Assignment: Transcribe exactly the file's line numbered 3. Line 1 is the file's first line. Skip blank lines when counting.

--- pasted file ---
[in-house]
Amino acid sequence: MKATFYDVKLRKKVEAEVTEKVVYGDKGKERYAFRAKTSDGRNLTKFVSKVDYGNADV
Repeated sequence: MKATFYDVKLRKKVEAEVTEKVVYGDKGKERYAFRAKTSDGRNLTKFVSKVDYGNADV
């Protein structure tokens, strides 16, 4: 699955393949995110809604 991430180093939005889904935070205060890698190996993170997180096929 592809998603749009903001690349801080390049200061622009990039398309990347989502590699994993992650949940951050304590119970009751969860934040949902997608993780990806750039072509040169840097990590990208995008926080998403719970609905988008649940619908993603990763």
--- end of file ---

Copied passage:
Repeated sequence: MKATFYDVKLRKKVEAEVTEKVVYGDKGKERYAFRAKTSDGRNLTKFVSKVDYGNADV